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Browsing Incognito 101: How To Browse In Secret


The browsing history on your computer holds a ton of information. Your search history shows all the things you don’t know that you quickly Google. It can reveal the things that worry you about your health, the law, or politics. Your browsing history can expose the things you look up at 3 am when you can’t sleep or after a night out. 

It may not even cross your mind that people want to know what you’re looking at on your devices. But there’s a market for this information. There are a ton of prying eyes on the internet. Your browsing history may seem innocuous. But there’s a market for advertisers, cybercriminals, and even government agencies to know what you are doing on your computer. 

The last thing you want is to have your entire experience on the web monitored. You don’t want your identity stolen because you clicked on the wrong website that was targeted specifically to you. If this concerns you, you may be wondering how you can browse in the privacy of your own space without prying eyes tracking your every move.

Is Private Mode Really Private?

Web browsers have a private browsing mode. It is known as Incognito Mode on Google Chrome and InPrivate Browsing on Internet Explorer and Microsoft Edge. But how private is this private mode? 

The key is to getting a handle on privacy is to understand how browsers work. When you browse the internet, your web browser will keep a running tally of the sites you visit in your browsing history. They will keep a cache of files that help you load websites. They’ll keep cookies that help websites remember your settings. 

This “privacy mode” on your web browser is not so much browsing privately. It’s more your browser will erase your tracks after you’re done. These modes do not store the sites you visit in your browsing history. The associated files of those sites are not saved on your computer. They get deleted or removed immediately rather than whenever your web browser automatically removes this information. The dilemma is that a lot of the “spying” on your browsing is often happening in real-time.

The Benefits of Malware Blockers & Antivirus Software

Antivirus software can often be at the cutting edge of online protection. Spyware, malware, and adware blockers can locate a lot of the programs that track your browsing information.  Sometimes they can block all attempts to track where you’re surfing. 

Sign Out of Social Media 

When actively logged into social media there is software in place that can track where you are going. When you click on links in your social media profiles on apps they can see where you are going. This can let social media networks track where you are going and what you are looking at. How else can you explain the freakish amount of ads for things you casually search or talk about with friends on social media.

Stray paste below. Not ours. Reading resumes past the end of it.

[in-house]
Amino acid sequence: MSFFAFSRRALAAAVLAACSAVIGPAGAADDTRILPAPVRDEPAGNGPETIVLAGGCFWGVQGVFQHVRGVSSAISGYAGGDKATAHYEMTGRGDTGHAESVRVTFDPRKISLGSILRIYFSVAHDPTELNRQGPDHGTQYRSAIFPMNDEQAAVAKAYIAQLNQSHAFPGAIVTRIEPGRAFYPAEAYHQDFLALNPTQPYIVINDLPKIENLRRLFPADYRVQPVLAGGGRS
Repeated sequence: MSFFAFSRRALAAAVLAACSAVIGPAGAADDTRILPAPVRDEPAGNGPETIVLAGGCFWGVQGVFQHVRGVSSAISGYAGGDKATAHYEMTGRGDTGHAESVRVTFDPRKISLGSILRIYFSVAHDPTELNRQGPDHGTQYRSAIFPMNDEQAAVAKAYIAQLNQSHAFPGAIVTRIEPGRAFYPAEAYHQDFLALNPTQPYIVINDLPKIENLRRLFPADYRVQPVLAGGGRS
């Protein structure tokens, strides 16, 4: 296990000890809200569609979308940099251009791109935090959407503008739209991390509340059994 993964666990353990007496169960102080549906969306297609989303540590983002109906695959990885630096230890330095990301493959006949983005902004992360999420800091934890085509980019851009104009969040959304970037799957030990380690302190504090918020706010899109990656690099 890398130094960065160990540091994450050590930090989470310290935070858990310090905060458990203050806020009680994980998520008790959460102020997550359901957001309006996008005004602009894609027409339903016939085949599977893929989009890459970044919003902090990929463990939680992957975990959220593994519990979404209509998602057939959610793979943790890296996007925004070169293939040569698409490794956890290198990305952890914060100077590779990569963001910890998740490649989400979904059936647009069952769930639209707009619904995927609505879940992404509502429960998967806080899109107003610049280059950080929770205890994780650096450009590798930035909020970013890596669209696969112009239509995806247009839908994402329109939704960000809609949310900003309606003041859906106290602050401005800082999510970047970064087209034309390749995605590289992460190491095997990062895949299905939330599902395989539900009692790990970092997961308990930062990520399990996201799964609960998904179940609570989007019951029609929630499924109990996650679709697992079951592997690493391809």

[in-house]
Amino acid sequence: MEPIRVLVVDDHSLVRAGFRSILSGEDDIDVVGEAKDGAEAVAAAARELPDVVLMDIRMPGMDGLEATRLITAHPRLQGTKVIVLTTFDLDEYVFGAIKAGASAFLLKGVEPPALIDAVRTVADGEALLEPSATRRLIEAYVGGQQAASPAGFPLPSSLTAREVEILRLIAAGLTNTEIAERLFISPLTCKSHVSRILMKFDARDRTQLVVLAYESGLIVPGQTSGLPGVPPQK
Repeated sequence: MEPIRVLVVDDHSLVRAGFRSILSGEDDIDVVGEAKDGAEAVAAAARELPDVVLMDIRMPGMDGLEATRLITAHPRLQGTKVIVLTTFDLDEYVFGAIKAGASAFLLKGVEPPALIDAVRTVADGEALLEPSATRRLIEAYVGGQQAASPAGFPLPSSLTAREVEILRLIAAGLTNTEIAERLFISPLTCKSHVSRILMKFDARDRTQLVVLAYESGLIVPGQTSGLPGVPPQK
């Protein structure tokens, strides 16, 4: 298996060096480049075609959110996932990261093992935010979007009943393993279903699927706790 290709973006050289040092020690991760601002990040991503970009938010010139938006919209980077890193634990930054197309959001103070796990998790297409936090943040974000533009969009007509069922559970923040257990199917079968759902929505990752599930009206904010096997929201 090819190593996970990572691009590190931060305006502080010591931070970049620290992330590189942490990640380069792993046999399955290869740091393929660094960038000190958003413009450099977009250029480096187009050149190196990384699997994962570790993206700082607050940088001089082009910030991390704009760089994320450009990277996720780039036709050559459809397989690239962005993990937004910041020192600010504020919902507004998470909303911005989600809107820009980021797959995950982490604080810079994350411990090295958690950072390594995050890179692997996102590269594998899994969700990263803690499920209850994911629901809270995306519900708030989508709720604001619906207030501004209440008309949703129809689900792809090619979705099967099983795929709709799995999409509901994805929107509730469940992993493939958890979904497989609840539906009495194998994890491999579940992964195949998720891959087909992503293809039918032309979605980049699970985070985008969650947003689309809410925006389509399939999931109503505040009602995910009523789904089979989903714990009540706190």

Stay Dark with Tor

If you want to fully secure your web experience from tracking, surveillance and censorship consider the Tor Browser. Like Google Chrome, Firefox or Safari, Tor is a free web browser. But it keeps your browsing totally secret.  The Tor browser conceals your IP address every time you go online. This free process is layered with heavy-duty encryption, which means your data is layered with security and privacy protection and your surfing online is totally anonymous.

The Tor software protects you by bouncing your communications around a distributed network of relays run by volunteers all around the world. It prevents somebody watching your internet connection from learning what sites you visit. Sometimes called “The Dark Web,” Tor does have its disadvantages. Tor can help you browse fully incognito, but the wrong step on the Dark Web could cause you to have worse malware infections and potential problems, so surf responsibly. 

Secure your IP Address with a VPN

A VPN or virtual private network can help you browse the internet privately. It’s simple enough to sign up for and can give you an added sense of security. It protects your online identity and can help you from potential attacks to your device or network when you sign into free wi-fi or while traveling. The VPN creates a special tunnel for your information to travel through where people can’t see it. 

With a VPN account, you can use the internet the way you always do. You simply have your activity tunneling through the VPN’s network of servers around the country or around the world. This means no one is sneaking a peak at what you’re looking at. A VPN is essentially a data network inside another network (the internet) that hackers can’t get to. It’s like a cloak for your browsing. 

Use DuckDuckGo As Your Search Engine 

Search engines can often sync up to your email, or other accounts. This can track what you search for across multiple accounts. DuckDuckGo eliminates all of that. They’re committed to online privacy and protecting what you’re searching for. 

So technically if you were using Tor, searching with DuckDuckGo, while you had an active VPN active and are not signed into social media and using antivirus software you would be pretty sure you’re browsing as securely as humanly possible. For more tips on protecting your privacy, check out What is My Ip Address’s 21 Day Privacy Challenge.

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